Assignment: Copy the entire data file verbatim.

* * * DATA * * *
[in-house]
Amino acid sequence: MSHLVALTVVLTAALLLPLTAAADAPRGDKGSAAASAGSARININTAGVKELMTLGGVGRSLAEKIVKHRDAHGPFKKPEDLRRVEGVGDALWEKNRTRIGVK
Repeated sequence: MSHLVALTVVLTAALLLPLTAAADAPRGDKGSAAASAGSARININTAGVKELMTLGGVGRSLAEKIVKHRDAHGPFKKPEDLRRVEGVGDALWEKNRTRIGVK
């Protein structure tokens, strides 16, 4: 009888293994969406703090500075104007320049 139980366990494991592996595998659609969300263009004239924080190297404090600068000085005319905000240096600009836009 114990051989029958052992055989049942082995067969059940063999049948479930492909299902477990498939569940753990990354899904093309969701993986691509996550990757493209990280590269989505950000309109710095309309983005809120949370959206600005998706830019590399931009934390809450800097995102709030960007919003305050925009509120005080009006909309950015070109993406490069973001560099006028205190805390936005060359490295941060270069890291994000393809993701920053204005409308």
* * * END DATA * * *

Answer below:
[in-house]
Amino acid sequence: MSHLVALTVVLTAALLLPLTAAADAPRGDKGSAAASAGSARININTAGVKELMTLGGVGRSLAEKIVKHRDAHGPFKKPEDLRRVEGVGDALWEKNRTRIGVK
Repeated sequence: MSHLVALTVVLTAALLLPLTAAADAPRGDKGSAAASAGSARININTAGVKELMTLGGVGRSLAEKIVKHRDAHGPFKKPEDLRRVEGVGDALWEKNRTRIGVK
């Protein structure tokens, strides 16, 4: 009888293994969406703090500075104007320049 139980366990494991592996595998659609969300263009004239924080190297404090600068000085005319905000240096600009836009 114990051989029958052992055989049942082995067969059940063999049948479930492909299902477990498939569940753990990354899904093309969701993986691509996550990757493209990280590269989505950000309109710095309309983005809120949370959206600005998706830019590399931009934390809450800097995102709030960007919003305050925009509120005080009006909309950015070109993406490069973001560099006028205190805390936005060359490295941060270069890291994000393809993701920053204005409308």